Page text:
Press release, 18 March 2021
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“Lung cancer carries a unique social stigma due to its association with cigarette smoking, and hence is often seen as a smoker’s disease, self-inflicted, and preventable,” researchers Laura Grigolon at the University of Mannheim and Laura Lasio at McGill University in Montreal wrote in the paper.
In Canada, 22 percent of the population admitted to have less sympathy for a person with lung cancer than people with other tumours, a 2010 survey by the Global Lung Cancer Coalition stated.
Compared with patients affected by cancers with similar survival chances, lung cancer patients accessed treatment to a significantly lesser extent, the authors said. Treatment rates are around 25 percent for metastatic lung cancer, but reach 60 percent for colorectal cancer patients. Moreover, while lung cancer is responsible for 32 percent of cancer deaths in the US, it receives only 10 percent of cancer research funding, other research showed.
To assess the repercussions of social stigma, the study used administrative data on the population of patients diagnosed with advanced lung cancer in Ontario, Canada, over the last decade. It exploited the unique level of geographic detail to incorporate social stigma in a model of patient’s utility from pursuing treatment.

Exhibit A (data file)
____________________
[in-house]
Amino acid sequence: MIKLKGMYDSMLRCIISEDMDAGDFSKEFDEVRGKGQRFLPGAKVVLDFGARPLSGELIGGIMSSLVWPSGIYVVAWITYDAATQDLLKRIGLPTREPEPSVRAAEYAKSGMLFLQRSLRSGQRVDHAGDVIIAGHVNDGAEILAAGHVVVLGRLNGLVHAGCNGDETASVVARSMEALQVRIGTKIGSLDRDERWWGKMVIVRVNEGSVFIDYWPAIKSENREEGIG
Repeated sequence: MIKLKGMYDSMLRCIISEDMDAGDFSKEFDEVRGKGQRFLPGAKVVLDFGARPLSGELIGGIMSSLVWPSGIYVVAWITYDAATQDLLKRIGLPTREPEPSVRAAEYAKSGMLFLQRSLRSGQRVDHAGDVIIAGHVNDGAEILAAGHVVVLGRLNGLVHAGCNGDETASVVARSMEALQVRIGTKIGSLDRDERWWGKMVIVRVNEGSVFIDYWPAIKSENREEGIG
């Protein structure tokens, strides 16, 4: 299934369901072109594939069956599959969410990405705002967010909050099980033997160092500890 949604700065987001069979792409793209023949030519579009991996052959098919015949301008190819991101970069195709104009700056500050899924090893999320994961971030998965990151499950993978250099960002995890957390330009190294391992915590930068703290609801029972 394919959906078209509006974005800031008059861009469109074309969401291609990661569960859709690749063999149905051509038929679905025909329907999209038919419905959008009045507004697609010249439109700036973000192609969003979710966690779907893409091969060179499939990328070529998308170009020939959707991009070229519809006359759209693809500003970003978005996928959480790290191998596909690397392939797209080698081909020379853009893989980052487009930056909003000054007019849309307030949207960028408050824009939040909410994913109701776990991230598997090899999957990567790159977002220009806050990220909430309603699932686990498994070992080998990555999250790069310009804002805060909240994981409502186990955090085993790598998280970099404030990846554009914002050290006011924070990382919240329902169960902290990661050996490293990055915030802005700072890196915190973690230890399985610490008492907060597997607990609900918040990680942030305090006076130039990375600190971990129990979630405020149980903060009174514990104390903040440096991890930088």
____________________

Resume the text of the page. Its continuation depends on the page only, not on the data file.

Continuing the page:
Stigma is defined as a form of endogenous social effect, measured as the share of patients in the neighbourhood who were diagnosed in the past and did not receive treatment.
While patient’s socio-demographic characteristics such as income, age and health status play a key role in treatment participation, social stigma is an additional “substantial” barrier to access treatment, the authors said.
The authors find no role for social stigma on treatment participation for colorectal cancer patients, which is similar to lung cancer in terms of treatment and prognosis when left untreated, but does not carry the same stigma.
“All in all, the results provide strong evidence that fewer patients are treated because of stigma, which in turn slows down the adoption of innovative treatments and is likely to lower the incentives to invest in research and development.”
Conversely, removing social stigma would increase treatment rates and result in a four percent increase in the use of innovative therapies, with benefits in survival outweighing the additional treatment costs, according to the paper.
Hence, social stigma “should be taken into account by policy makers when designing policies to mitigate disparities in access to care,” Grigolon and Lasio argue.
More information about the study
Laura Grigolon is member of the Collaborative Research Center Transregio 224 EPoS. The presented discussion paper is a publication without peer review of EPoS. Click here for the full discussion paper. Or have a look at the list of all discussion papers of the research group.
Established in 2018, the Collaborative Research Center Transregio 224 EPoS, a cooperation of the universities Bonn and Mannheim, is a long-term research institution funded by the German Research Foundation (Deutsche Forschungsgemeinschaft, DFG). EPoS addresses three key societal challenges: how to promote equality of opportunity; how to regulate markets in light of the internationalization and digitalization of economic activity; and how to safeguard the stability of the financial system.
Prof. Laura Grigolon, Ph.D.
Assistant Professor of Microeconomics
University of Mannheim
Phone: +49 621 181–1913
University of Mannheim
Phone: +49 621 181–1266